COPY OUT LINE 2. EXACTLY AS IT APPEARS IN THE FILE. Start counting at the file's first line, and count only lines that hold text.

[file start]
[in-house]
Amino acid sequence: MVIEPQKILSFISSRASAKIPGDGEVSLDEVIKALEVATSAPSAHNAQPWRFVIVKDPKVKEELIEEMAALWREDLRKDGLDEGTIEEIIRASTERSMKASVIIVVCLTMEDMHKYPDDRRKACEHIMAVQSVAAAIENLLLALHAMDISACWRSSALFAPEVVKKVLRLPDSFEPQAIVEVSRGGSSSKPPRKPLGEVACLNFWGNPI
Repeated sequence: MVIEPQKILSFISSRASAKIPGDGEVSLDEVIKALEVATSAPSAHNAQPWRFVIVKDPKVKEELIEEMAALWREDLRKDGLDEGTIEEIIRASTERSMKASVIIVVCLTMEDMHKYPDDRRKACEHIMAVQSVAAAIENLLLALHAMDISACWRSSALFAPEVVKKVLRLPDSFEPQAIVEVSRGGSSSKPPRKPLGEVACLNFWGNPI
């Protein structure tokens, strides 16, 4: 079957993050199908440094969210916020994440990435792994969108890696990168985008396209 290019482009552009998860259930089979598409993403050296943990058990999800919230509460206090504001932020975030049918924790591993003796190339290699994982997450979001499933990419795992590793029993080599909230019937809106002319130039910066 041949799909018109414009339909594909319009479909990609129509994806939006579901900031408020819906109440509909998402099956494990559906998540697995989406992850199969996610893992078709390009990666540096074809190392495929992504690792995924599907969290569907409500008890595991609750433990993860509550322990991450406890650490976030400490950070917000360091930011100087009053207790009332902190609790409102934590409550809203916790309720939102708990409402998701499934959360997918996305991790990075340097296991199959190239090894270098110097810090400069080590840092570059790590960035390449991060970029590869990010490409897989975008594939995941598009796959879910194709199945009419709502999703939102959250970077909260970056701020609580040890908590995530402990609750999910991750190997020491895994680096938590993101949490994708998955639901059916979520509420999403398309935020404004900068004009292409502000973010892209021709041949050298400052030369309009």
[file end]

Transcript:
Amino acid sequence: MVIEPQKILSFISSRASAKIPGDGEVSLDEVIKALEVATSAPSAHNAQPWRFVIVKDPKVKEELIEEMAALWREDLRKDGLDEGTIEEIIRASTERSMKASVIIVVCLTMEDMHKYPDDRRKACEHIMAVQSVAAAIENLLLALHAMDISACWRSSALFAPEVVKKVLRLPDSFEPQAIVEVSRGGSSSKPPRKPLGEVACLNFWGNPI